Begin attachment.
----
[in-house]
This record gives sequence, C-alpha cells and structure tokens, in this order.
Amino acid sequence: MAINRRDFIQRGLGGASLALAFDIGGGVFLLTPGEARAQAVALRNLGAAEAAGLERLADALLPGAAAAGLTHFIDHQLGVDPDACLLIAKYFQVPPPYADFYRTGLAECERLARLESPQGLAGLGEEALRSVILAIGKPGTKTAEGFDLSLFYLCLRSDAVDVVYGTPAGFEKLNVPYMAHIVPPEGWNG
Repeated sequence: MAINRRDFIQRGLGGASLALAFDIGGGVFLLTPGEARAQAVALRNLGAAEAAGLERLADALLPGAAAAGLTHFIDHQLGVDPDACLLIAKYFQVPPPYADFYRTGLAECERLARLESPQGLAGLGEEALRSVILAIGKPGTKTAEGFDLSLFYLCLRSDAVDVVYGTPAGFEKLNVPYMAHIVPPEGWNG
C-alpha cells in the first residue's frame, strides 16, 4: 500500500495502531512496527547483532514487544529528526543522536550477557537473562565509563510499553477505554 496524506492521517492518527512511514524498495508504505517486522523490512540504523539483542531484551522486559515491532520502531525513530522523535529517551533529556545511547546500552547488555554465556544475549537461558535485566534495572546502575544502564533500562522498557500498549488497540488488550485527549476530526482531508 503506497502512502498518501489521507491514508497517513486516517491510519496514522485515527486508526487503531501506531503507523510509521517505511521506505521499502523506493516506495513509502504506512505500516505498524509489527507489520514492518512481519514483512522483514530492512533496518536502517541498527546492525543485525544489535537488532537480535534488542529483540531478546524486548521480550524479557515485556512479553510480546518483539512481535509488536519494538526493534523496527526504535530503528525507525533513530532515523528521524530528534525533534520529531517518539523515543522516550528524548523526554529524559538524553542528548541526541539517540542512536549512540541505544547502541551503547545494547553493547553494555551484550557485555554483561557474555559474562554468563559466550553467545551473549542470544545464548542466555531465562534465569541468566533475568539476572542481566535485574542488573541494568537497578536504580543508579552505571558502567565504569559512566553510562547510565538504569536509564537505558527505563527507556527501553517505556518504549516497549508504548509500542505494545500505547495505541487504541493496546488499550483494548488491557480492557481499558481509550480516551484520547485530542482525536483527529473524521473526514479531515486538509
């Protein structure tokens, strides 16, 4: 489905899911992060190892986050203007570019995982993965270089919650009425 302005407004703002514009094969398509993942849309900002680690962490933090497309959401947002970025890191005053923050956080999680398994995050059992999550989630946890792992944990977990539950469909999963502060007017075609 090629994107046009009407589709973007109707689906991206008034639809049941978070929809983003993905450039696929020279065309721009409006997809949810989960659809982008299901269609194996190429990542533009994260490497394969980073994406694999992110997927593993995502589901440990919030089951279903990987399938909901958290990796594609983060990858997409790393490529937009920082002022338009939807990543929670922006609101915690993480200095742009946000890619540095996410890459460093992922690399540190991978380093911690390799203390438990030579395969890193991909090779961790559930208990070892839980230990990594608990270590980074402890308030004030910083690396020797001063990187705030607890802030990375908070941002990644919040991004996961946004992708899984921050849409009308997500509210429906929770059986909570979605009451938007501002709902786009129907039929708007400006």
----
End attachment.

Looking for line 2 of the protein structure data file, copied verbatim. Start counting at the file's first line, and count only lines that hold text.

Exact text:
This record gives sequence, C-alpha cells and structure tokens, in this order.